Use the Cloud Name drop-down menu to select the cloud that you created in your NSX Advanced Load Balancer deployment.
In the Workload Cluster and Management Cluster section, use the Service Engine Group Name drop-down menu to select a Service Engine Group.
In the Workload Cluster - Data Plane VIP Network Name drop-down menu, select the name of the network where the load balancer floating IP Pool resides.
The same network is automatically selected for use by the data and control planes of both workload clusters and management clusters. You can change these if necessary.
The VIP network for NSX ALB must be present in the same vCenter Server instance as the Kubernetes network that Tanzu Kubernetes Grid uses. This allows NSX Advanced Load Balancer to discover the Kubernetes network in vCenter Server and to deploy and configure Service Engines.
You can see the network in the Infrastructure > Networks view of the NSX Advanced Load Balancer interface.
In the Workload Cluster - Data Plane VIP Network CIDR and Workload Cluster - Control Plane VIP Network CIDR drop-down menus, select or enter the CIDR of the subnet to use for the load balancer VIP, for use by the data and control planes of workload clusters and management clusters.
This comes from one of the VIP Network’s configured subnets. You can see the subnet CIDR for a particular network in the Infrastructure > Networks view of the NSX Advanced Load Balancer interface. The same CIDRs are automatically applied in the corresponding management cluster settings. You can change these if necessary.
(Optional) Enter one or more cluster labels to identify clusters on which to selectively enable NSX ALB or to customize NSX ALB settings for different groups of clusters.
By default, NSX Advanced Load Balancer is enabled on all workload clusters deployed with this management cluster, and the clusters share the same VMware NSX Advanced Load Balancer Controller, Cloud, Service Engine Group, and VIP Network. This cannot be changed later.
Optionally, you can enable NSX ALB on only a subset of clusters or preserve the ability to customize NSX ALB settings for different groups of clusters later. This is useful in the following scenarios:
To enable NSX ALB selectively rather than globally, add labels in the format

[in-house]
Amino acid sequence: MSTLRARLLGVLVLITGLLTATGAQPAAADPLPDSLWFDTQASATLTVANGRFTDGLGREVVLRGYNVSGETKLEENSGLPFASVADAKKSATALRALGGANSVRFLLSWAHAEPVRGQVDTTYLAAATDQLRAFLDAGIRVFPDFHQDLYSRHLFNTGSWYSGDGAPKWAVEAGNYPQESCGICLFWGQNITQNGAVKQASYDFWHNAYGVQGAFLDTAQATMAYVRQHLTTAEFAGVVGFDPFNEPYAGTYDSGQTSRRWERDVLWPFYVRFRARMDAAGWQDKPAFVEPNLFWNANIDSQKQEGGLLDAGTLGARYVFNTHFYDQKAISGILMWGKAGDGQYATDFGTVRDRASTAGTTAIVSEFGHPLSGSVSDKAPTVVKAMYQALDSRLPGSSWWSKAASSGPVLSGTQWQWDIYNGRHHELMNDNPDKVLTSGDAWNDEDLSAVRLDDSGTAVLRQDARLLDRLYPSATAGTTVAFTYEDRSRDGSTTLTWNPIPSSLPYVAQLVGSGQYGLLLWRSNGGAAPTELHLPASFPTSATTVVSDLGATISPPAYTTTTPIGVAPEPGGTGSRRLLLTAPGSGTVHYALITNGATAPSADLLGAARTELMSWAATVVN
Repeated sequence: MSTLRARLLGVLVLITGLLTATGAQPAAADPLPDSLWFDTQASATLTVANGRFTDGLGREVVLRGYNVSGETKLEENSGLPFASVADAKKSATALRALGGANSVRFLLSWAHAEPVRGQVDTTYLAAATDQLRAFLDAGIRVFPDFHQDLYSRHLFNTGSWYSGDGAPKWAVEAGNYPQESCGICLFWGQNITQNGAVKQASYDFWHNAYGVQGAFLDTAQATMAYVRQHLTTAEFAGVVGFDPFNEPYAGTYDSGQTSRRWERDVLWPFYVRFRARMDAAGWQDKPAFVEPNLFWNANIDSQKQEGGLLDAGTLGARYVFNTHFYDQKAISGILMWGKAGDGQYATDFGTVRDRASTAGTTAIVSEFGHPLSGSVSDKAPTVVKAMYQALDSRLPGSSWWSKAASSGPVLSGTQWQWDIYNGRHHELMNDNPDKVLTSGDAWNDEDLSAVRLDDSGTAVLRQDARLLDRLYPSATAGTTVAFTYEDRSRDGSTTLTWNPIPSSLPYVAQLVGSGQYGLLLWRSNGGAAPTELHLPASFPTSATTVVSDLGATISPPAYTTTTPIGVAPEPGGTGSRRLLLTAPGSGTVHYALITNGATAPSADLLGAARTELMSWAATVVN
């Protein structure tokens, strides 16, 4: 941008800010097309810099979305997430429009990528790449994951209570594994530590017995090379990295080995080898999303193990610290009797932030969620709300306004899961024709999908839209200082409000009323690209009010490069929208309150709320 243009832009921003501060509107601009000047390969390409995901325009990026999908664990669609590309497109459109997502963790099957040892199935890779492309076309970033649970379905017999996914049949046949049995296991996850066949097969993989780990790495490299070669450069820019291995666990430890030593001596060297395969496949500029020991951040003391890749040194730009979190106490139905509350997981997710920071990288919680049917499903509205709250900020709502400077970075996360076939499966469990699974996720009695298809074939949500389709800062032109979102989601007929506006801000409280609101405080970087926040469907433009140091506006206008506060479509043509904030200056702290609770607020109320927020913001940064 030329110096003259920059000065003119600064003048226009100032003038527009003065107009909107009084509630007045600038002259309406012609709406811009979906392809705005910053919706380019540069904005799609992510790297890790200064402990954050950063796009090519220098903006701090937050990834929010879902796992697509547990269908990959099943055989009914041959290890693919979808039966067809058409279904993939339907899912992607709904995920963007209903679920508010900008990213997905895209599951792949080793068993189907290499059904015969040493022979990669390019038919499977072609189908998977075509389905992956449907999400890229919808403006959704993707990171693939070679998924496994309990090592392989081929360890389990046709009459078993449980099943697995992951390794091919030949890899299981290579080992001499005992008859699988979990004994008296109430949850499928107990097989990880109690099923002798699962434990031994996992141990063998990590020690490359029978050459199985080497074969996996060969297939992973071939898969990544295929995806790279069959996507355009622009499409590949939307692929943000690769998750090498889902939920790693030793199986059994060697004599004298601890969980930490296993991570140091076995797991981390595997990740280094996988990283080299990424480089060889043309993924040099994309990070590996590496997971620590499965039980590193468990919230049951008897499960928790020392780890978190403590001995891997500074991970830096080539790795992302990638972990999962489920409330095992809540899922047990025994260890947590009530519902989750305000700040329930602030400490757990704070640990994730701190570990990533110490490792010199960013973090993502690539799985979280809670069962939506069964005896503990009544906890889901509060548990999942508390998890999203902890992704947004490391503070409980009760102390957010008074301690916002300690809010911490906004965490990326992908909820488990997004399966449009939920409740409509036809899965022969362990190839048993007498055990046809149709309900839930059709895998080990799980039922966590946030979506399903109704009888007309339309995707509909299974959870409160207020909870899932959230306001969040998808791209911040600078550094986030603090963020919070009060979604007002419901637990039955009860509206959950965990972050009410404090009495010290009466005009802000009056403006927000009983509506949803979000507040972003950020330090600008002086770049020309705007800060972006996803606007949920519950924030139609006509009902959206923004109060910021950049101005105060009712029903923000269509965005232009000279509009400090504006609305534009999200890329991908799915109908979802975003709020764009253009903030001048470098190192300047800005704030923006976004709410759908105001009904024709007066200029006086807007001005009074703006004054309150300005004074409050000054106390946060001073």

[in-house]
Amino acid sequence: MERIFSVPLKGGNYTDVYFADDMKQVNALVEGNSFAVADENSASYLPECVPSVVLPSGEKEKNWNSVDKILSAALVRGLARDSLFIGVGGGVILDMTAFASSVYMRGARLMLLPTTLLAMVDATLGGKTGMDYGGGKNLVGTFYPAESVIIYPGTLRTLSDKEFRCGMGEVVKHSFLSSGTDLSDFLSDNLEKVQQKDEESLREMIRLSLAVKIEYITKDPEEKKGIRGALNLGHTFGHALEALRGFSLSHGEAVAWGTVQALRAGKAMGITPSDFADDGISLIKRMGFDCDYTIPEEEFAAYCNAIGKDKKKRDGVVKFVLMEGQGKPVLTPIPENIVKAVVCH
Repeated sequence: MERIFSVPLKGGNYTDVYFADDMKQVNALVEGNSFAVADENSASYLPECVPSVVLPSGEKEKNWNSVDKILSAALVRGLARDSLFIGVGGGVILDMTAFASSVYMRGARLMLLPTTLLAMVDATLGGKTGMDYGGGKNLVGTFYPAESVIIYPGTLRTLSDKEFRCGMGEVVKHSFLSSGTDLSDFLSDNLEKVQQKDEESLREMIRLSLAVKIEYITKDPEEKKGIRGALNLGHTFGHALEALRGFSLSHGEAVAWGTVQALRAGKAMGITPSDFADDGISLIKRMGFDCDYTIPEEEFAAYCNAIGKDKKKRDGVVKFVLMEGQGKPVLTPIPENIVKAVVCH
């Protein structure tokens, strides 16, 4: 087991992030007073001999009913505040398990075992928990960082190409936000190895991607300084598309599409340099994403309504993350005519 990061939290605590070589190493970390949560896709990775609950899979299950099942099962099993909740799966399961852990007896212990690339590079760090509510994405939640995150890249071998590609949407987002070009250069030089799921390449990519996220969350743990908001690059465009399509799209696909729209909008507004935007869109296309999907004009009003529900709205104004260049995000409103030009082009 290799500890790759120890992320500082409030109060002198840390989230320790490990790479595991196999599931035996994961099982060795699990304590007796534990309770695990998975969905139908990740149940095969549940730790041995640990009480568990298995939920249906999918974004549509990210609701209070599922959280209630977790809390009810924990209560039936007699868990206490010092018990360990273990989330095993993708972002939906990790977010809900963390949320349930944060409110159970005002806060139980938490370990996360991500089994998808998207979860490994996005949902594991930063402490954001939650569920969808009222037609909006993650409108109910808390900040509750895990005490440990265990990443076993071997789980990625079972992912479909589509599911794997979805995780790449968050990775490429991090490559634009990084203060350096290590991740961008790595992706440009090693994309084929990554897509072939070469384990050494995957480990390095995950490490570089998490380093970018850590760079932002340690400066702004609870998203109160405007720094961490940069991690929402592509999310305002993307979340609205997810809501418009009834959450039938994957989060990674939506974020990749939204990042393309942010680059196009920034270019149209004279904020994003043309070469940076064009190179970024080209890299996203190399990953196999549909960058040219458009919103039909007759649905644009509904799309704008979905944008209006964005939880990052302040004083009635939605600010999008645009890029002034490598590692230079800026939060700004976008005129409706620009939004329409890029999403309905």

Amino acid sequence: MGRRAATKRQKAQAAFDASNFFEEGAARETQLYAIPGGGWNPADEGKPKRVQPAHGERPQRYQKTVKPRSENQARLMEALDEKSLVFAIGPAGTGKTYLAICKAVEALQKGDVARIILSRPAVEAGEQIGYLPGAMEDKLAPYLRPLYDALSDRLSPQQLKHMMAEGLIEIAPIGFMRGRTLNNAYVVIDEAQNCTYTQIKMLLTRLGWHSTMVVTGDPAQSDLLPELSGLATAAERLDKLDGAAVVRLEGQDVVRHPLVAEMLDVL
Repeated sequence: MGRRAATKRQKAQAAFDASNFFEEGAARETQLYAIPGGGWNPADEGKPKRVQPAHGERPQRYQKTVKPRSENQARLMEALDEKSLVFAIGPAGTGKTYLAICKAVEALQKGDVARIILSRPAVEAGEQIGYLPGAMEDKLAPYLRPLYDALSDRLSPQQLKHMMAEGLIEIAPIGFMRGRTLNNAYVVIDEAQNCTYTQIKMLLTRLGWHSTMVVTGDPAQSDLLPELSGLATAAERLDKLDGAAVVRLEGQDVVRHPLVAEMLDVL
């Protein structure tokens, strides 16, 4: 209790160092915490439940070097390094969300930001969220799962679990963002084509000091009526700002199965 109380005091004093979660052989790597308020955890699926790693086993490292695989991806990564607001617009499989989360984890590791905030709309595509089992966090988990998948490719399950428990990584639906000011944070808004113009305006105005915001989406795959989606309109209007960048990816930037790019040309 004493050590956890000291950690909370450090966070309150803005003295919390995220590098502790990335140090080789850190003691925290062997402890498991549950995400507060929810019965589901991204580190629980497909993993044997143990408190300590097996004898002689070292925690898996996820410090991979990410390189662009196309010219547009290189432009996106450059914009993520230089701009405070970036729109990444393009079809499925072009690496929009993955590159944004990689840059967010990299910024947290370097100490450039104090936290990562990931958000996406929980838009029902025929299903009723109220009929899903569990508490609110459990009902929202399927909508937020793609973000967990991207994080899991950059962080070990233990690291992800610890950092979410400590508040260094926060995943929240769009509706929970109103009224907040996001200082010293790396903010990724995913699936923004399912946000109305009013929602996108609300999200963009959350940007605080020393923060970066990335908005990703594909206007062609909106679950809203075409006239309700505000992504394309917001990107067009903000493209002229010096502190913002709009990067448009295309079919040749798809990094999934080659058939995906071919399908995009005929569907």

key: value. Labels that you define here will be used to create a label selector. Only workload cluster
Cluster objects that have the matching labels will have the load balancer enabled. As a consequence, you are responsible for making sure that the workload cluster’s
Cluster object has the corresponding labels.
For example, if you use
team: tkg, to enable the load balancer on a workload cluster:
kubectl to the management cluster’s context.
kubectl config use-context management-cluster@admin
Cluster object of the corresponding workload cluster with the labels defined. If you define multiple key-values, you need to apply all of them.
kubectl label cluster <cluster-name> team=tkg
Click Next to configure metadata.
This section is the same for all target platforms.
In the optional Metadata section, optionally provide descriptive information about this management cluster.
Any metadata that you specify here applies to the management cluster and to the workload clusters that it manages, and can be accessed by using the cluster management tool of your choice.
release : beta,
environment : staging, or
environment : production. For more information, see Labels and Selectors in the Kubernetes documentation.
This section only applies to vSphere deployments.
Select the vSphere datastores for the management cluster to use. The storage policy for the VMs can be specified only when you deploy the management cluster from a configuration file.
Under Specify Availability Zones, choose where to place the management cluster nodes, and then fill in the specifics:
No AZs: To place nodes by cluster, host, or resource pool, select the cluster, host, or resource pool in which to place the nodes.
Cluster based AZs: To spread nodes across multiple compute clusters in a datacenter, specify their AZs in one of the following ways: